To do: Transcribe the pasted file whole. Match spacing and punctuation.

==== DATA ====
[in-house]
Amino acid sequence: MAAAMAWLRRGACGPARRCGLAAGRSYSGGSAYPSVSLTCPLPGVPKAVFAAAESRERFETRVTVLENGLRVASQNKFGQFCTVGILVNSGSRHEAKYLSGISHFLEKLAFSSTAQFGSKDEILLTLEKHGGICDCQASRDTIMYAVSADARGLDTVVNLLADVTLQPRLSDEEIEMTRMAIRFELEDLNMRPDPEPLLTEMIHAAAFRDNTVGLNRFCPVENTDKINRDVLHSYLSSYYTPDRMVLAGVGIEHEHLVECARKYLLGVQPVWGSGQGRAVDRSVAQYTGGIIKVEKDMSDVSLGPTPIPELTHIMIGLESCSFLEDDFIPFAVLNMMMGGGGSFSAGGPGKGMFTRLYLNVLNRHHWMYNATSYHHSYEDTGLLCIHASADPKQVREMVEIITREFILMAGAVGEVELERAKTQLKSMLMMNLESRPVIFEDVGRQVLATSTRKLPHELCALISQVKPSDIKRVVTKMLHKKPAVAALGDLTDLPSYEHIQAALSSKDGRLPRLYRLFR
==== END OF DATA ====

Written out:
[in-house]
Amino acid sequence: MAAAMAWLRRGACGPARRCGLAAGRSYSGGSAYPSVSLTCPLPGVPKAVFAAAESRERFETRVTVLENGLRVASQNKFGQFCTVGILVNSGSRHEAKYLSGISHFLEKLAFSSTAQFGSKDEILLTLEKHGGICDCQASRDTIMYAVSADARGLDTVVNLLADVTLQPRLSDEEIEMTRMAIRFELEDLNMRPDPEPLLTEMIHAAAFRDNTVGLNRFCPVENTDKINRDVLHSYLSSYYTPDRMVLAGVGIEHEHLVECARKYLLGVQPVWGSGQGRAVDRSVAQYTGGIIKVEKDMSDVSLGPTPIPELTHIMIGLESCSFLEDDFIPFAVLNMMMGGGGSFSAGGPGKGMFTRLYLNVLNRHHWMYNATSYHHSYEDTGLLCIHASADPKQVREMVEIITREFILMAGAVGEVELERAKTQLKSMLMMNLESRPVIFEDVGRQVLATSTRKLPHELCALISQVKPSDIKRVVTKMLHKKPAVAALGDLTDLPSYEHIQAALSSKDGRLPRLYRLFR